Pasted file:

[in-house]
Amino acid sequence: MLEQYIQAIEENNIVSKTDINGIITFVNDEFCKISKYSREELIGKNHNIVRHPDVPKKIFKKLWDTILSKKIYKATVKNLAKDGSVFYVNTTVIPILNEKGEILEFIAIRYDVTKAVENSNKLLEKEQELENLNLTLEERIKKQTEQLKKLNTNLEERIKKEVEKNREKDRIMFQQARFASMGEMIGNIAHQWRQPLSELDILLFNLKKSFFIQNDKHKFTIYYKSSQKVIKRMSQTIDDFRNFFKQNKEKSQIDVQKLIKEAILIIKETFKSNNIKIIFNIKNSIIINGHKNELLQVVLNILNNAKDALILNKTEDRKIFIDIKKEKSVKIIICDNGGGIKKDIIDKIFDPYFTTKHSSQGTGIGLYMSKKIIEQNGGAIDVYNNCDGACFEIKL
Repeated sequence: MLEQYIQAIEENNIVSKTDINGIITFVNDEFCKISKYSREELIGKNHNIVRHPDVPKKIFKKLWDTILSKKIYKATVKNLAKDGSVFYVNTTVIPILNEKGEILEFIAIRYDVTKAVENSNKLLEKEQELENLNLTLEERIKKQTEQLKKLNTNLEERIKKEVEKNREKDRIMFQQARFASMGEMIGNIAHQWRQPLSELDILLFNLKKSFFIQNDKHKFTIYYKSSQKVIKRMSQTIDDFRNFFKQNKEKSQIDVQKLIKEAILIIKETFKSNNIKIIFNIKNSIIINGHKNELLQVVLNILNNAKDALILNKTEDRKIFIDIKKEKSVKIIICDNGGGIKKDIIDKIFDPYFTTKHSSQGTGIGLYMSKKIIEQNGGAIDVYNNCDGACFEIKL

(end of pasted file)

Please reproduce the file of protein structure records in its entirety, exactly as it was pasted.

[in-house]
Amino acid sequence: MLEQYIQAIEENNIVSKTDINGIITFVNDEFCKISKYSREELIGKNHNIVRHPDVPKKIFKKLWDTILSKKIYKATVKNLAKDGSVFYVNTTVIPILNEKGEILEFIAIRYDVTKAVENSNKLLEKEQELENLNLTLEERIKKQTEQLKKLNTNLEERIKKEVEKNREKDRIMFQQARFASMGEMIGNIAHQWRQPLSELDILLFNLKKSFFIQNDKHKFTIYYKSSQKVIKRMSQTIDDFRNFFKQNKEKSQIDVQKLIKEAILIIKETFKSNNIKIIFNIKNSIIINGHKNELLQVVLNILNNAKDALILNKTEDRKIFIDIKKEKSVKIIICDNGGGIKKDIIDKIFDPYFTTKHSSQGTGIGLYMSKKIIEQNGGAIDVYNNCDGACFEIKL
Repeated sequence: MLEQYIQAIEENNIVSKTDINGIITFVNDEFCKISKYSREELIGKNHNIVRHPDVPKKIFKKLWDTILSKKIYKATVKNLAKDGSVFYVNTTVIPILNEKGEILEFIAIRYDVTKAVENSNKLLEKEQELENLNLTLEERIKKQTEQLKKLNTNLEERIKKEVEKNREKDRIMFQQARFASMGEMIGNIAHQWRQPLSELDILLFNLKKSFFIQNDKHKFTIYYKSSQKVIKRMSQTIDDFRNFFKQNKEKSQIDVQKLIKEAILIIKETFKSNNIKIIFNIKNSIIINGHKNELLQVVLNILNNAKDALILNKTEDRKIFIDIKKEKSVKIIICDNGGGIKKDIIDKIFDPYFTTKHSSQGTGIGLYMSKKIIEQNGGAIDVYNNCDGACFEIKL